For anyone with an interest in Olson of course this is indispensible - but also for anyone with an interest in how Corbin was read and understood by a generation of poets. Such a wonderful labor of love. And beautifully produced for a good reasonable price - these large and impressive volumes are a must have. - TC


While I have not read all the individual chapbooks in A Curriculum of the Soul Series, I have very much admired what Albert Glover is doing there and the way he is doing it.
     Donald Allen

A Curriculum of the Soul series is, in my evaluation, one of the most impressive publishing ventures now under way among American small presses. It will be valuable to contemporary poets and readers in a number of ways.
     Karl Young

The series is one of the more imaginative, certainly one of the best among scores in the small press world….Over the years A Curriculum of the Soul has included many of the major American poets, or, more particularly those whom are by now among the top voices familiar to those of us who read little magazines and keep-up with small press publications.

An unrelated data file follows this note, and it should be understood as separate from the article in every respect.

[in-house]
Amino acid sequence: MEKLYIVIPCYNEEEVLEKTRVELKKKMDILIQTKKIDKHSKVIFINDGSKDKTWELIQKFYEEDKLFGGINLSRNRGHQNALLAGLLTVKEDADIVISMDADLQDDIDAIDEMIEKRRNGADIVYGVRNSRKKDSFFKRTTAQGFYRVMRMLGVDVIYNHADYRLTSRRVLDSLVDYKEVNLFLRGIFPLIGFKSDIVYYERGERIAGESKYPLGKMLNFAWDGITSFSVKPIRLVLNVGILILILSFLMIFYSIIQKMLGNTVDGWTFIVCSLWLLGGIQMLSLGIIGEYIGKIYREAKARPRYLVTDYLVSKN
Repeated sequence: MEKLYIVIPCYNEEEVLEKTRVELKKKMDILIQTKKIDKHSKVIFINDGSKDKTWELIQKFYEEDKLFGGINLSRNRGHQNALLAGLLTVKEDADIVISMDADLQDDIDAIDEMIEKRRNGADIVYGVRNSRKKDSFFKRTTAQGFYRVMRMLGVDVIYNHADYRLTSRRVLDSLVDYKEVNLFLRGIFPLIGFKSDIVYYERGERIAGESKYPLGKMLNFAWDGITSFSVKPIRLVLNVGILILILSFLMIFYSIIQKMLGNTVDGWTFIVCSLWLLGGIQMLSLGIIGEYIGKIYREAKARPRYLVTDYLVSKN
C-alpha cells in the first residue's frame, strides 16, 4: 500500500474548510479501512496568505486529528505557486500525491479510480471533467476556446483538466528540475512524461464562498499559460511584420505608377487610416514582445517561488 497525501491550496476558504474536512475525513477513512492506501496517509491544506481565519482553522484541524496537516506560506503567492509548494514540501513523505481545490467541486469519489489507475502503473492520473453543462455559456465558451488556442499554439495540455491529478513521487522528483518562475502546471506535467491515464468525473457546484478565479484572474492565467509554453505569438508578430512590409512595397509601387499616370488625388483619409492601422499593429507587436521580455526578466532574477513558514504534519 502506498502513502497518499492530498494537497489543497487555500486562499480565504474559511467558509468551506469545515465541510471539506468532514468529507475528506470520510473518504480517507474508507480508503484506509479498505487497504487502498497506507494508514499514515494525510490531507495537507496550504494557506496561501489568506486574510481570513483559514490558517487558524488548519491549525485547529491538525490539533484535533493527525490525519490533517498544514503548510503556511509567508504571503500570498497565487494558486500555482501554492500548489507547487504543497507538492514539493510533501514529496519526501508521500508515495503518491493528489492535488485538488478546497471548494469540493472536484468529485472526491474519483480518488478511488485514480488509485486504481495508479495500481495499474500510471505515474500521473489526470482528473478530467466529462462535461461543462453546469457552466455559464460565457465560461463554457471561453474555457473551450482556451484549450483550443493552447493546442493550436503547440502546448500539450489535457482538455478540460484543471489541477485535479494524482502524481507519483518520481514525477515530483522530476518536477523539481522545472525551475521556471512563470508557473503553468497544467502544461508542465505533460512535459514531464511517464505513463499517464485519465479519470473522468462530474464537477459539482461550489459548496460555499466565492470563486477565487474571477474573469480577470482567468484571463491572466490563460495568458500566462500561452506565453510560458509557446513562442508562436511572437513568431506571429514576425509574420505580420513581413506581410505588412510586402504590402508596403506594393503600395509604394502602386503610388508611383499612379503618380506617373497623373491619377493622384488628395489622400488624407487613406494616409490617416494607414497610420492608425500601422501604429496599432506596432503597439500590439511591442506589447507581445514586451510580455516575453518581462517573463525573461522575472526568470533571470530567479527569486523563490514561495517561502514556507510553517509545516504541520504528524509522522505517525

Bill Katz

Albert Glover’s publishing venture is one of the most ambitious and consistent of the past decade. The series of books, A Curriculum of the Soul, serves more than one function; as a whole, it advances the provocative theoretical thinking of Charles Olson, and as individual books it produces new poetic statements and works by writers who are among the best in the country.
     Alan Davies

I find it difficult to imagine a more admirable project, one which is of value not only to us who read the fascicles as issued, but to the laymen and scholars of the future who will attempt to unravel this complicated age. …Such is the destiny of A Curriculum of the Soul, which is a work of art, gigantic in its conception, yet wonderfully accessible in its execution.
     John Nomland